Yesterday I finally had enough. I headed over to the local AT&T store, indulged myself in a mild rant about the POS (Samsung Infuse) that they’d sold me last summer, and then paid through the nose to upgrade it early to an iPhone 4S. Since I don’t intend to replace this one any time soon, I went for the top-of-the-line: a 64GB white one. Did I really need that? Well, when I replaced my iPad with an iPad 2, I opted for a 32GB rather than 64GB, and I’ve been running into space constraints ever since. So 64GB seemed safer.
Anyone want to buy a Samsung Infuse 4G in good condition, complete with desktop cradle? You’ll need to root and flash it to make it usable, of course….
I’ve just left Yahoo, mostly because it became clear that I wouldn’t be able to do what I was originally hired to do. Frustrating, but never mind. So now I’m checking out the alternatives (of which there are quite a few), and in the meantime I’ve joined US Venture Partners as an entrepreneur-in-residence.
Well, 2011 has given way to the New Year, and AT&T have failed to fulfill their promise to upgrade the Android software on all of the 4G phones which they sold in 2011. Back in the summer I embarked on an experiment to see what life outside Apple’s walled garden would be like. The results are in: it sucks. Battery life is awful, system freezes are common (often with the phone feeling dangerously hot), and app management is broken (somehow I have acquired two copies of several apps). I could go on, but why bother?
The main takeaway from this is that Samsung and AT&T (and probably other carriers and manufacturers) haven’t understood that Apple changed the rules with the iPhone, by bringing the PC (and Mac) upgrade model to mobile communications. Backward compatibility is mandatory. Software and hardware upgrades are decoupled. Bugs are fixed. OS and app features are delivered regularly. I’m sure Google hoped that the Android ecosystem would follow this path, but if so they’ve completely failed to convince their partners.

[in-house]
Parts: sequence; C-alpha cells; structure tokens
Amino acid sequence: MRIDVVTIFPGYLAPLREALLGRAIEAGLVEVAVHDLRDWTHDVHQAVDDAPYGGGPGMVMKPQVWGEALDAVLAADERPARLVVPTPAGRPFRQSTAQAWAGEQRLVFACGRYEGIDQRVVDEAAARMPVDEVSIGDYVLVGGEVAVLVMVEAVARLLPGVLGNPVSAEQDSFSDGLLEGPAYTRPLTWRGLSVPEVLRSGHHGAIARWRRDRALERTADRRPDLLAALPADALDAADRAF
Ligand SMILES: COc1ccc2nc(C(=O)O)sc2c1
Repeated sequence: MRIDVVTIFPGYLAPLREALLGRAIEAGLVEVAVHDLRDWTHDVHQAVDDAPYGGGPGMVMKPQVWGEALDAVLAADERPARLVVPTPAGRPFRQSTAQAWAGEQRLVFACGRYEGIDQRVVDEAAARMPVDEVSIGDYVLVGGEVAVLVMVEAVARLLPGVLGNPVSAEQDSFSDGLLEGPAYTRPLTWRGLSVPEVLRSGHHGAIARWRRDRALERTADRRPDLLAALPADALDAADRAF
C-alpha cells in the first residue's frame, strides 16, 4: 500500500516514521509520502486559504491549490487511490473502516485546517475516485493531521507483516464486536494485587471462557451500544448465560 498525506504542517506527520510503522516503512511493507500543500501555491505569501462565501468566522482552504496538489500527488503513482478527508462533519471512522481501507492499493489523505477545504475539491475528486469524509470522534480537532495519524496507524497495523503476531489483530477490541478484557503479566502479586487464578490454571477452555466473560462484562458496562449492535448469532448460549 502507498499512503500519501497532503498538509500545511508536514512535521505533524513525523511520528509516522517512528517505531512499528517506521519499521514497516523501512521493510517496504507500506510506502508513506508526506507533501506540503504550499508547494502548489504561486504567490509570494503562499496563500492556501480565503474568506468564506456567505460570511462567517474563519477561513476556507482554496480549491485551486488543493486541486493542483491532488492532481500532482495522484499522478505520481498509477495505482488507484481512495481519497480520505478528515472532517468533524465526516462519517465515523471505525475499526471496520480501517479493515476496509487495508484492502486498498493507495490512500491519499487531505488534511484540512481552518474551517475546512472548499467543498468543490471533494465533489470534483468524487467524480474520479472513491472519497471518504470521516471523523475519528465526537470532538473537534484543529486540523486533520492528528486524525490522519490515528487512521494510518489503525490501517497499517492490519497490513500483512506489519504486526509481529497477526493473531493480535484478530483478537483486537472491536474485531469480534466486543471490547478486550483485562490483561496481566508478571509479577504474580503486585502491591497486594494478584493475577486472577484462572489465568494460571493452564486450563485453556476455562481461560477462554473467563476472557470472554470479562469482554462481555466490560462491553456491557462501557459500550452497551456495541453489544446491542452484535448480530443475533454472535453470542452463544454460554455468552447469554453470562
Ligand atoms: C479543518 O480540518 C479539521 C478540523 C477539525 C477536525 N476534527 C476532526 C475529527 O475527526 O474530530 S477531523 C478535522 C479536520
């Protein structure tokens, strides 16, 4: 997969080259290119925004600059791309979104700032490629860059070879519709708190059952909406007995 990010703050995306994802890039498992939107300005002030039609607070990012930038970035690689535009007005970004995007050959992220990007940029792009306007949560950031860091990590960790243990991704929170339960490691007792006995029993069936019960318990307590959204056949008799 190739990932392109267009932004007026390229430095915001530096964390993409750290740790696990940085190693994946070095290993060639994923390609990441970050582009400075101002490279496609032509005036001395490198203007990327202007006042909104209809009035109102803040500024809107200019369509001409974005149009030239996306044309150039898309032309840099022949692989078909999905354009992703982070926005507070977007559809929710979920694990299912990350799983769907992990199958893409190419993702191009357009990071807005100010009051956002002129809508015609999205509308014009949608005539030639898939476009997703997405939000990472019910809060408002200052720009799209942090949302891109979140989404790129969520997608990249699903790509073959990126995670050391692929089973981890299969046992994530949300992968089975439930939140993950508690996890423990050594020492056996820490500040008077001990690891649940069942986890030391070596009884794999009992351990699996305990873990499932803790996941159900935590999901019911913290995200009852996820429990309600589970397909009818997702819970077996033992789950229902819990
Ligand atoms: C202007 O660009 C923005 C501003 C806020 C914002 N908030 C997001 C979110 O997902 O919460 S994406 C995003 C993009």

So what to do next? Yes, of course I can root the device, find and install a ROM image of unknown provenance, etc. But I resent the need to do this*, and I’m distinctly uncomfortable doing so on a device which is used for corporate communications. I could dump the Infuse and buy an iPhone 4S, but after only 6 months on the contract it’s a relatively expensive proposition. And the final insult is that most of the tools for hacking Android phones seem to be Windows based, and I don’t have any Windows machines lying around.
File under #FAIL.
* And that’s assuming that I don’t inadvertently brick the device. For those who haven’t explored this stuff, here’s the simple version of the instructions for a popular ROM:
- Ensure you have both root and CWM. See the reference post if you do not have both of these.
- Copy ROM .ZIP to SD card
- Shut phone off. Hold Vol Up + Vol Down and Power on device
- Wipe Data and Cache (Wiping data will remove your installed applications and settings. You have been warned!)
- Flash CM7 zip
- Reboot. You will get stuck at Samsung screen. This is normal.
- Pull battery, and reboot into recovery (Hold: VOL+ VOL- Power)
- You should now be in ORANGE -OR- BLUE CWM
- Go to “mounts and storage”
- Select format /system
- Reflash CM7 zip
- Don’t forget Google Apps as well. You can get the gapps easily using Rom Manger -> Download ROM -> Scroll down to Google Apps). Google Apps download link is also at the bottom of this post
- Reboot into CM7 goodness, made possible by LinuxBozo
Just after sunset this evening.
(Warning: full size image is 5.8MB.)